Standing 1,610 feet above sea-level, Mount Beacon is the tallest point in New York’s Hudson Highlands. The mountain—scarred with the crumbling ruins of its storied past—has long drawn the interest of adventure-seekers and wayfaring travelers looking to satisfy their desires for exploration and discovery. A hike to its summit reminds us of a bygone era with history laced in every step.
Mount Beacon’s history begins during the Revolutionary War when Continental troops were fortifying the Hudson River Valley. Overlooking the river, the mountain’s peak was of strategic importance to American engineers, who utilized the vantage point as a signal fire beacon (hence the names of the mountain and neighboring town). From 1775 to 1783, American soldiers stood watch over the Hudson, ready to warn upriver forts of an impending British attack. While no signal fires were ignited on its summit, Mount Beacon became a beloved symbol of freedom and triumph, so much so that it’s currently depicted on the New York state flag.
Mount Beacon’s popularity as a hiking destination grew throughout the 19th Century. Its close proximity to New York City made it the ideal getaway for urbanite adventurers. At the turn of the 20th Century, several prominent businessmen, enamored by its views, decided to make the mountain a marquis tourist attraction by constructing the Beaconcrest Hotel and Casino atop the summit. The hotel complex was made accessible by the Mount Beacon Incline Railway, a 2,200-foot rail line that rose 1,540 feet up the mountainside. With a maximum gradient of 74%, it was the steepest operating funicular in the world when it was unveiled on Memorial Day, 1902. The Railway—nicknamed the “Eighth Wonder of the World”—sold over 60,000 fares during its first year of operation. By its peak year in 1926, the number of fares topped 110,000.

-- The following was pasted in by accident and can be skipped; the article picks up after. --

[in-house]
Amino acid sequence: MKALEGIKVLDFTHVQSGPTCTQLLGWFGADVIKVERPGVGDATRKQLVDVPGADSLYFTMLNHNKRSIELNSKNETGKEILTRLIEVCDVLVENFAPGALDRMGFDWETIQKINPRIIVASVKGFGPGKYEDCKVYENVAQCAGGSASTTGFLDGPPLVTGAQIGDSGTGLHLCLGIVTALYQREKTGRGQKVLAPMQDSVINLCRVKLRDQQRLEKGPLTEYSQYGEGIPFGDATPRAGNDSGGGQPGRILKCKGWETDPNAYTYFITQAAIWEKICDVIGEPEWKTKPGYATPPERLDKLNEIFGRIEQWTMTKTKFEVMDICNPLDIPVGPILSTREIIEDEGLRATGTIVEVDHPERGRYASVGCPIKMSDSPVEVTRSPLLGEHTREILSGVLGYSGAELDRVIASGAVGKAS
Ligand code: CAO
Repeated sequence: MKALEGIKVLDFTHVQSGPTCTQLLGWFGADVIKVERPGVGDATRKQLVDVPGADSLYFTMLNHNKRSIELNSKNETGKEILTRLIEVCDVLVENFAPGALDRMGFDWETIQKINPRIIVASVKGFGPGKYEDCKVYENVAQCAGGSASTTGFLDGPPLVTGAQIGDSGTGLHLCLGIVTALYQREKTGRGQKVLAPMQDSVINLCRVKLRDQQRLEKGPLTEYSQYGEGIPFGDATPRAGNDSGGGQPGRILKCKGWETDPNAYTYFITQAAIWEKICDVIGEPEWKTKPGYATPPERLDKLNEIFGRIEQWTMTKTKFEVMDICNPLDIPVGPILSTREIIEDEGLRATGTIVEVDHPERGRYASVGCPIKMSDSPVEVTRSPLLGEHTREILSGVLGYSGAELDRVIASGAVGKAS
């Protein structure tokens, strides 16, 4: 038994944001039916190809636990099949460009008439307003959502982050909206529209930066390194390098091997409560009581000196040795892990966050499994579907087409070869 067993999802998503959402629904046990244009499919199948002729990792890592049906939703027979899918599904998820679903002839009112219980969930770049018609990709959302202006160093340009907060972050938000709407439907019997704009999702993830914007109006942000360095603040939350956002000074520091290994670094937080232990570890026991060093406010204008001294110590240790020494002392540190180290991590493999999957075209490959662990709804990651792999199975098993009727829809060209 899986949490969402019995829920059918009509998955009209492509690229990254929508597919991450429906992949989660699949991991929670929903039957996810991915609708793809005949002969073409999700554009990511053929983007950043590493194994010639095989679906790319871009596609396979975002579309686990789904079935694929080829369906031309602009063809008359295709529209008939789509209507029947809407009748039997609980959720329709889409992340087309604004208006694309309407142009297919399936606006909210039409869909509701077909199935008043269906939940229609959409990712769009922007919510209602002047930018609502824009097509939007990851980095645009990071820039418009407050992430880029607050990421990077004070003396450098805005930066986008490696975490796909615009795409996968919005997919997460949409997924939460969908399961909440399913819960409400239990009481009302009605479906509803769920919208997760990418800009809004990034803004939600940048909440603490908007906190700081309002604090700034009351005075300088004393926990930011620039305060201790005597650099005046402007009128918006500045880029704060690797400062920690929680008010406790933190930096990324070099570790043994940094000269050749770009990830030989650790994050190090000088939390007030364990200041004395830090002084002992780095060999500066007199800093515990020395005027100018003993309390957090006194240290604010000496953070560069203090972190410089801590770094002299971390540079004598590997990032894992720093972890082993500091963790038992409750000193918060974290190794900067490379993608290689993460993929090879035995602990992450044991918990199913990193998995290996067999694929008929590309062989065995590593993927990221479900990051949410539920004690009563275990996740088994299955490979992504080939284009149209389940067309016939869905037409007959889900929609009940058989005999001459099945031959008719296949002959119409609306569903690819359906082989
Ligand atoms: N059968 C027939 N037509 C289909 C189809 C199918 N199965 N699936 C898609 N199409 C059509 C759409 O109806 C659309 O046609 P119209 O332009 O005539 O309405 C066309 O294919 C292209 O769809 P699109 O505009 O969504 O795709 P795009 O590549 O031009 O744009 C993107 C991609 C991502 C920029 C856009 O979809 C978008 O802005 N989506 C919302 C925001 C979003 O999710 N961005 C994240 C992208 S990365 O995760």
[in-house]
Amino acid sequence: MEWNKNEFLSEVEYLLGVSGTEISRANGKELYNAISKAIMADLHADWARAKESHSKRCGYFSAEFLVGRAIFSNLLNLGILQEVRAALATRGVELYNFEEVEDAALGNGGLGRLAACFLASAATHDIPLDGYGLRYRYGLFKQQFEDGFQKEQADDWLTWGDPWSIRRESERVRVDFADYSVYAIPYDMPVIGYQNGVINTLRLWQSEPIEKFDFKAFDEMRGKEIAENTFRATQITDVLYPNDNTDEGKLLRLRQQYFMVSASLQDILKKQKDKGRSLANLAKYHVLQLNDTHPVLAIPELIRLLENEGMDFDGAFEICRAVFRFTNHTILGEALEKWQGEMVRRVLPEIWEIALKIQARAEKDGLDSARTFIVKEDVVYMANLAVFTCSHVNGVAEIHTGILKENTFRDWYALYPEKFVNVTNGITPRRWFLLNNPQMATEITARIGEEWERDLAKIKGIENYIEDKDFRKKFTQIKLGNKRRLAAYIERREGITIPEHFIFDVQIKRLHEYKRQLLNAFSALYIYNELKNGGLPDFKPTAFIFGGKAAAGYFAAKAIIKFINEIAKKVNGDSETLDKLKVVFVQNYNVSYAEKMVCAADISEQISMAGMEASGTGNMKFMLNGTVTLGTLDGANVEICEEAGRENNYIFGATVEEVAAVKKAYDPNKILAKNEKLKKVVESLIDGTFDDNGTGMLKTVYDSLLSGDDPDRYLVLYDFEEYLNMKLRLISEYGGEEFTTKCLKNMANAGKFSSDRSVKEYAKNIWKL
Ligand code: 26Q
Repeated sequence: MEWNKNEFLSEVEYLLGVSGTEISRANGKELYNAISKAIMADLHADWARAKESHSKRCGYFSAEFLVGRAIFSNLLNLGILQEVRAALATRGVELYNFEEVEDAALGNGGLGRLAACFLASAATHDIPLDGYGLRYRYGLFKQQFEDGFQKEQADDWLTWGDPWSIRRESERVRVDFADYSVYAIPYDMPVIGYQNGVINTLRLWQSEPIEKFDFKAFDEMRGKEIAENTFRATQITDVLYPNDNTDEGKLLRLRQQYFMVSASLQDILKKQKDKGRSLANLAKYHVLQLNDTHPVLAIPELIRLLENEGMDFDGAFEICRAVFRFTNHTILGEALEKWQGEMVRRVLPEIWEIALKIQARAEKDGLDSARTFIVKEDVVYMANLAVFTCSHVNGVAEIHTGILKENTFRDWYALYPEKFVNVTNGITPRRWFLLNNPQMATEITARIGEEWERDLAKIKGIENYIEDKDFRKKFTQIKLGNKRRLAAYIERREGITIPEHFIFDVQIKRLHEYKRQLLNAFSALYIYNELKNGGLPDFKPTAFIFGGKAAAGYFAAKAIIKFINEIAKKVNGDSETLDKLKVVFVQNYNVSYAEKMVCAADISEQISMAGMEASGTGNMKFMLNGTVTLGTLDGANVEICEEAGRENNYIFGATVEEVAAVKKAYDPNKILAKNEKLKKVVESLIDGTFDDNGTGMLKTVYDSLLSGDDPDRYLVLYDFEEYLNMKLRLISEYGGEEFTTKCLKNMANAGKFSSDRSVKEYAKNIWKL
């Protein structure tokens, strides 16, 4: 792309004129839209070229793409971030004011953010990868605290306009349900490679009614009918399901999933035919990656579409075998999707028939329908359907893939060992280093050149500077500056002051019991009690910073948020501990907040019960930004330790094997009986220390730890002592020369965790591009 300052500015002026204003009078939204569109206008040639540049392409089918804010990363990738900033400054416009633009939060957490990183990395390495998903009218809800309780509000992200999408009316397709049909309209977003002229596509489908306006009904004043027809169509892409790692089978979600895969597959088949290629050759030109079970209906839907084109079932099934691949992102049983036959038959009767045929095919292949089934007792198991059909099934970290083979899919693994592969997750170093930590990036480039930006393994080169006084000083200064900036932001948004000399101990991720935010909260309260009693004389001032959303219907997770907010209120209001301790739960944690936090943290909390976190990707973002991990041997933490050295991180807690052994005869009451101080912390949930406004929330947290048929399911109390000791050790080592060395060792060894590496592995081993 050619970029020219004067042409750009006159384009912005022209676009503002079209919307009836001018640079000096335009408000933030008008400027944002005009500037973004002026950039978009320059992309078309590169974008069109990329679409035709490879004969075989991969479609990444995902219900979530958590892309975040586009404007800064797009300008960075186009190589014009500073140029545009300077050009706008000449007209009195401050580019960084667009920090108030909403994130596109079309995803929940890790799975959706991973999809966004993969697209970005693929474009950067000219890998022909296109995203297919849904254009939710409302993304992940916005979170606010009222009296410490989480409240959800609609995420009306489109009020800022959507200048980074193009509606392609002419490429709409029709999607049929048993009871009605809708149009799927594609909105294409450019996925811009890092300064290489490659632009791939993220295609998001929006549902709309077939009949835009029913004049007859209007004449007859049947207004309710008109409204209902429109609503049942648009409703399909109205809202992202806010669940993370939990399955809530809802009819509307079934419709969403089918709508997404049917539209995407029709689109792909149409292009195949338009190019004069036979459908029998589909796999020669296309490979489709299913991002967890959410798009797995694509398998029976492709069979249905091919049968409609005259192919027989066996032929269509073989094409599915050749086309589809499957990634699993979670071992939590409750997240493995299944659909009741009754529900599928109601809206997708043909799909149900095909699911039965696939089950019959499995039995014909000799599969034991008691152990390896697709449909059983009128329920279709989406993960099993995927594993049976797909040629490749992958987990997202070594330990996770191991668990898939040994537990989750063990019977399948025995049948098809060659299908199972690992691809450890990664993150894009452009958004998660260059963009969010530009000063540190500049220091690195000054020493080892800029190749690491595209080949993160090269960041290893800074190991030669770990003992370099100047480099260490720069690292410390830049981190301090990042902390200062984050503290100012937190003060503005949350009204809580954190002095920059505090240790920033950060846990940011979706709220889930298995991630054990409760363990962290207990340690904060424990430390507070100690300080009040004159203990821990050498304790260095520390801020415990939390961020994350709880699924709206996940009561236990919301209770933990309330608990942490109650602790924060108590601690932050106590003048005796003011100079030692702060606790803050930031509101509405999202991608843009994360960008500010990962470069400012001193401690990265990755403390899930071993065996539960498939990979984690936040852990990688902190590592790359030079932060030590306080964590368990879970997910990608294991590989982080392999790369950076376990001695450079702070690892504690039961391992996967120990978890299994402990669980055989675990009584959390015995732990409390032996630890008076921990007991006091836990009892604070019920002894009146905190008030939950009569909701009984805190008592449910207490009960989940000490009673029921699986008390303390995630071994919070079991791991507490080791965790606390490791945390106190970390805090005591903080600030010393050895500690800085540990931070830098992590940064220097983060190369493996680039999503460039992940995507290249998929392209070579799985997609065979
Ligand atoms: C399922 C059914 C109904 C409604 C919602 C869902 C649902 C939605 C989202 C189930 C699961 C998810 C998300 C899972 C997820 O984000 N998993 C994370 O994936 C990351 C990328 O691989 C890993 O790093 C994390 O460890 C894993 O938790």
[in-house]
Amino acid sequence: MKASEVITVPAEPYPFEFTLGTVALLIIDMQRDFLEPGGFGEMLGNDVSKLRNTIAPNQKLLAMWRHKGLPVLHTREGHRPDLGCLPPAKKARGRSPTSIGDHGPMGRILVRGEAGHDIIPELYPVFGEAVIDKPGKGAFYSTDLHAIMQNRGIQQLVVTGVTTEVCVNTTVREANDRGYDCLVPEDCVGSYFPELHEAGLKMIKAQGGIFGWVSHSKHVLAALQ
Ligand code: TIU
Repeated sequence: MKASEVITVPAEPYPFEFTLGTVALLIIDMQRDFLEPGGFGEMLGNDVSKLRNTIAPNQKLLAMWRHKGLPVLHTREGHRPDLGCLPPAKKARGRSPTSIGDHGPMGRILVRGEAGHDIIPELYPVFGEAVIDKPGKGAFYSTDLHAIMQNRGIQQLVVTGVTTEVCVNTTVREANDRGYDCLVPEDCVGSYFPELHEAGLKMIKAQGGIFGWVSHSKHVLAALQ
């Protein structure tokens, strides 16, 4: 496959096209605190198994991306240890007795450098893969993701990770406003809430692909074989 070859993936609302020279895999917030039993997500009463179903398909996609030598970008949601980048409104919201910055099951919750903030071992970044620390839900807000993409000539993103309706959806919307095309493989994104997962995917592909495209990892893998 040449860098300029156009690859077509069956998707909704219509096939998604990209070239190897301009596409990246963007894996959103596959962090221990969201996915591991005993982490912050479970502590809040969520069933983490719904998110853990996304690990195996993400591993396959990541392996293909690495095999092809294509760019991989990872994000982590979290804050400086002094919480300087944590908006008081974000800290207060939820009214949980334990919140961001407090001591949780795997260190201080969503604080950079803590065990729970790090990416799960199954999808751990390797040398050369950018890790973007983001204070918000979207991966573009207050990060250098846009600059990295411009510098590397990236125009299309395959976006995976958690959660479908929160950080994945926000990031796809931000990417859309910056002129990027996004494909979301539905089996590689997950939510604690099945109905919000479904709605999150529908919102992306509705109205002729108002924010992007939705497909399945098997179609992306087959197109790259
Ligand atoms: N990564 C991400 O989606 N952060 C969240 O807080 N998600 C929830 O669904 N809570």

The charming appeal of a mountaintop hotel certainly captured the attention of New York socialites; however, the attraction was short-lived as the hotel and railway power house caught fire on October 16, 1927. The Incline Railway suffered minimal mechanical damages and was able to reopen the following year. The Beaconcrest, unfortunately, required more extensive reconstruction efforts that were hindered by the Great Depression, which delayed its reopening for several years.
While the Beaconcrest and Incline Railway saw a resurgence in tourism during the 1940s, their popularity never fully recovered following the devastating fire of 1927. Railway operations were increasingly limited by high maintenance costs and additional fires, while the evolution of durable automobiles ultimately rendered the funicular obsolete. Investors attempted to revitalize Mount Beacon by establishing the Dutchess Ski Area on its north face in 1967; however, several mild winters and an economic recession caused the ski resort to close down in 1975. The Railway and Hotel followed suit in 1978.
In 1982, the Mount Beacon Incline Railway and Beaconcrest Hotel were both listed on the National Register of Historic Places. However, any attempts to preserve these beacons of New York tourism were dashed the following year when arsonists completely destroyed the remaining structures on the mountain. While restoration efforts have recently been reorganized, the Hotel and Railway continue to sit in ruin. The crumbling reminders of Mount Beacon’s tourist industry are accessible to this day along an exhilarating hike through Hudson Highlands State Park.